I heard an unattibuted quote that I really liked: “If it can be destroyed by the truth it should be” and with a quick search it turns out the exact quote is “That which can be destroyed by the truth, should be” – P. C. Hodgell
In many ways, it strikes me as the reason I began this site: to try to undo the damage done to my reputation by the Dayton Daily News editorial board and the DDN coverage of my activism. I needed to counter the mailings of the madman who had people believing that I had nothing better to do than send wacko mail to people in power for years. And I needed to expose the behind-closed-door workings of this community. This site is well read- especially by the people who have been doing those back-room deals. It’s taken a long time, but finally people are starting to understand who I am and what I stand for- straight from my site, without the distortion filter the media uses to distract us from the truth.
There are still a lot of people who hear my name and instantly hang up the phone. I know, because my 84 year old mother has been calling voters about the campaign for the last 2 weeks and has heard it all. She marches on.
I put out a call for people to “testify” about the real David Esrati. A few have stepped up. The best known and bravest (and also the one who received more votes than the Mayor, Nan or Joey in the last commission election I was allowed to participate in) is Dayton Board of Education member Stacy Thompson. As an “endorsed Democrat” she’s taking a risk and pushing the envelope and inviting the wrath of our insular party.
In my eyes, this makes her the bravest elected representative in the region. (By the way, both Stacy and Brad Proctor did their videos in one take, no edits)
Thank you Stacy. We will see if the truth does any damage.
Would anyone else like to share their thoughts on camera?
The website “Watching the House” posted today praising my grassroots campaign to inform the voters of OH-10 of what’s going on with their candidates. While the major media has ignored this race (the lone exception is the Washington Courthouse Record Herald) I’ve done my best to keep you informed. Here is my youtube channel: https://www.youtube.com/electesrati it has 43 videos right now- and more are being uploaded as I write.
Here is what “watching the House” said:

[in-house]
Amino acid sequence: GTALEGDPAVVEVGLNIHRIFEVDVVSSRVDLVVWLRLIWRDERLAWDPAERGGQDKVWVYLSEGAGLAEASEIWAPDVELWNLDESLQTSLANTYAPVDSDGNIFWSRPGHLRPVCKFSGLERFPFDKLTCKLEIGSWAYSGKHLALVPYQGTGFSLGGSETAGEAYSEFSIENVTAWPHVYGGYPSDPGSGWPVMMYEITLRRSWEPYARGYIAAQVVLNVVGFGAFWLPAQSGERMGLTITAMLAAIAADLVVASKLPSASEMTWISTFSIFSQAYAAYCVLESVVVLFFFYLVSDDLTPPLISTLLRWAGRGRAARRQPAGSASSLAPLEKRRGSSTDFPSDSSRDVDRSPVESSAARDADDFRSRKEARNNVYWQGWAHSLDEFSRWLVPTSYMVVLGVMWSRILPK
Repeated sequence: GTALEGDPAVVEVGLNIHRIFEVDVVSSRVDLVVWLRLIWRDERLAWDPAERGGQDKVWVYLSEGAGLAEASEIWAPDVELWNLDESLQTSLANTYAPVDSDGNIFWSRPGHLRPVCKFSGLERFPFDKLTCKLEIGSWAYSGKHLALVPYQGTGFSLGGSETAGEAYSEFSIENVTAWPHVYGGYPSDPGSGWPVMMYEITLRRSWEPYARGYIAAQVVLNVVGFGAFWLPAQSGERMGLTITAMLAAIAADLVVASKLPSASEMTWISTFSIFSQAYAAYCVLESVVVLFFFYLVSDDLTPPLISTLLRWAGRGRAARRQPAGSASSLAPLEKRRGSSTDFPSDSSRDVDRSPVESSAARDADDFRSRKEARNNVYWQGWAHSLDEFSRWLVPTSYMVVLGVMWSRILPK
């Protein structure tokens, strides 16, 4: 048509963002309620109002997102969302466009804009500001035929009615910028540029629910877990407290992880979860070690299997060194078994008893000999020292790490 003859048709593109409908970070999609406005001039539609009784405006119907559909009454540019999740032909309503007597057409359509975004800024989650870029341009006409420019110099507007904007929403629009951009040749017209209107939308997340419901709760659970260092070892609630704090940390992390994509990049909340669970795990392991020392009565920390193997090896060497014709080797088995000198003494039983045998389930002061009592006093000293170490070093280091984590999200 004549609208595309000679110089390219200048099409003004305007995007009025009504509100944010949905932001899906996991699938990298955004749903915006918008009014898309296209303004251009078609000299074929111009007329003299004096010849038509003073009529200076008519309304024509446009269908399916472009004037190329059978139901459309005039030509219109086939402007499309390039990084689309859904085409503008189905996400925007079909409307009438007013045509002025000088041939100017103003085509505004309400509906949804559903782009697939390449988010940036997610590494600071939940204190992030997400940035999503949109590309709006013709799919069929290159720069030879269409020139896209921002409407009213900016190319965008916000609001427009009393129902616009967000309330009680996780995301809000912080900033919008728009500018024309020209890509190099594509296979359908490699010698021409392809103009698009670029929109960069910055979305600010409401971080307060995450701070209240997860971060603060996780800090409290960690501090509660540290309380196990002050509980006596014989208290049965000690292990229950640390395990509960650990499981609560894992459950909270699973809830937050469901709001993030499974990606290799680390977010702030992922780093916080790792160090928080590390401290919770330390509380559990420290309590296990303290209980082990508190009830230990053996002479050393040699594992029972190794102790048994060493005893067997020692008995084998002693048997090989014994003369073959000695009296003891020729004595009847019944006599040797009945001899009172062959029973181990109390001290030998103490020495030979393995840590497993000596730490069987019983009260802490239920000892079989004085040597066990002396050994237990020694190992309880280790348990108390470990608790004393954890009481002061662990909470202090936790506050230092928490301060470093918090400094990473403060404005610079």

Ohio activist and Congressional candidate David Esrati doesn’t just post his campaign videos and public speeches, he also films all of his competitors‘ speeches fairly and uploads them for a worldwide audience.
that’s 32 videos in the last 3 weeks, and more to come on Thursday after the Valentine’s Beavercreek Chamber event. this is no trivial event given that 2 weeks ago, most candidates didn’t even have websites, and upstart candidate and pizza delivery guy Ryan Steele still has not provided so much as an email address. Even the candidate Esrati most often clashes with, Sharen Neuhardt, has more easily-accessible video available than most candidates in the entire nation.
Thus far, Watching the House has gathered information on 120 congressional districts in 11 states* and has carefully charted every candidate in the 4 states holding March primaries (45 districts in OH, AL, MS, and IL). no district compares to Ohio’s 10th in the wealth of information publicly available.
It is largely due to the diligent work of David Esrati. in many districts (especially rural districts), candidates have much less internet exposure. it is also in those districts, at least in Ohio, where incumbents appear primed for walk-over victories.
When Gil Scott-Heron said “The revolution will not be televised” he was correct- but, it will be on YouTube. I can guarantee you that.
As to Sharen Neuhardt having video– it’s left-overs from her last campaign- where she spent three quarters of a million dollars. Unfortunately, her video looks dime store. Here is one of her top viewed videos:
What we really need is substance, instead of these three minute and five minute speeches. Real debates, real positions. It’s unfortunate that in making campaigning “politically correct” we’ve taken the politics out.